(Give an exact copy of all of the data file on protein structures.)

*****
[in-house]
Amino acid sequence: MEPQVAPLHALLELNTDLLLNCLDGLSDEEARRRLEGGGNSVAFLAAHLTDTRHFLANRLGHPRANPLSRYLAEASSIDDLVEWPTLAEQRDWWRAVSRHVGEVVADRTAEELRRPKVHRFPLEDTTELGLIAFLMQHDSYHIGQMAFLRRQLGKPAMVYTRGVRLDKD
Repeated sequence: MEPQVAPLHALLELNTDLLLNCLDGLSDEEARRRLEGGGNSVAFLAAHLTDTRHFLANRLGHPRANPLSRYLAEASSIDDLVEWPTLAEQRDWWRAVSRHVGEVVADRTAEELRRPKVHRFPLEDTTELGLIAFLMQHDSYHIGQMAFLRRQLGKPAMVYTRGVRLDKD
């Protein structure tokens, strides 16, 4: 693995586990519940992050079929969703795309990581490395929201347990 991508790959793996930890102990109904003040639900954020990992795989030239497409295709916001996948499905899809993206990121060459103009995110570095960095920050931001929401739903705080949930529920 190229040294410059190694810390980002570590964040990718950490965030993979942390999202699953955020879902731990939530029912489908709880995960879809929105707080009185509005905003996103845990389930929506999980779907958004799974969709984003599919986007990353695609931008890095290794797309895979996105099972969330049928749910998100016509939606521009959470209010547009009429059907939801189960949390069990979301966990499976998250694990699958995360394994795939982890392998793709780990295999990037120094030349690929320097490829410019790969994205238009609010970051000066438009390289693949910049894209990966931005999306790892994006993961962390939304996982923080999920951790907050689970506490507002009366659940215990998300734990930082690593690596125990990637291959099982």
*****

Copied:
[in-house]
Amino acid sequence: MEPQVAPLHALLELNTDLLLNCLDGLSDEEARRRLEGGGNSVAFLAAHLTDTRHFLANRLGHPRANPLSRYLAEASSIDDLVEWPTLAEQRDWWRAVSRHVGEVVADRTAEELRRPKVHRFPLEDTTELGLIAFLMQHDSYHIGQMAFLRRQLGKPAMVYTRGVRLDKD
Repeated sequence: MEPQVAPLHALLELNTDLLLNCLDGLSDEEARRRLEGGGNSVAFLAAHLTDTRHFLANRLGHPRANPLSRYLAEASSIDDLVEWPTLAEQRDWWRAVSRHVGEVVADRTAEELRRPKVHRFPLEDTTELGLIAFLMQHDSYHIGQMAFLRRQLGKPAMVYTRGVRLDKD
């Protein structure tokens, strides 16, 4: 693995586990519940992050079929969703795309990581490395929201347990 991508790959793996930890102990109904003040639900954020990992795989030239497409295709916001996948499905899809993206990121060459103009995110570095960095920050931001929401739903705080949930529920 190229040294410059190694810390980002570590964040990718950490965030993979942390999202699953955020879902731990939530029912489908709880995960879809929105707080009185509005905003996103845990389930929506999980779907958004799974969709984003599919986007990353695609931008890095290794797309895979996105099972969330049928749910998100016509939606521009959470209010547009009429059907939801189960949390069990979301966990499976998250694990699958995360394994795939982890392998793709780990295999990037120094030349690929320097490829410019790969994205238009609010970051000066438009390289693949910049894209990966931005999306790892994006993961962390939304996982923080999920951790907050689970506490507002009366659940215990998300734990930082690593690596125990990637291959099982």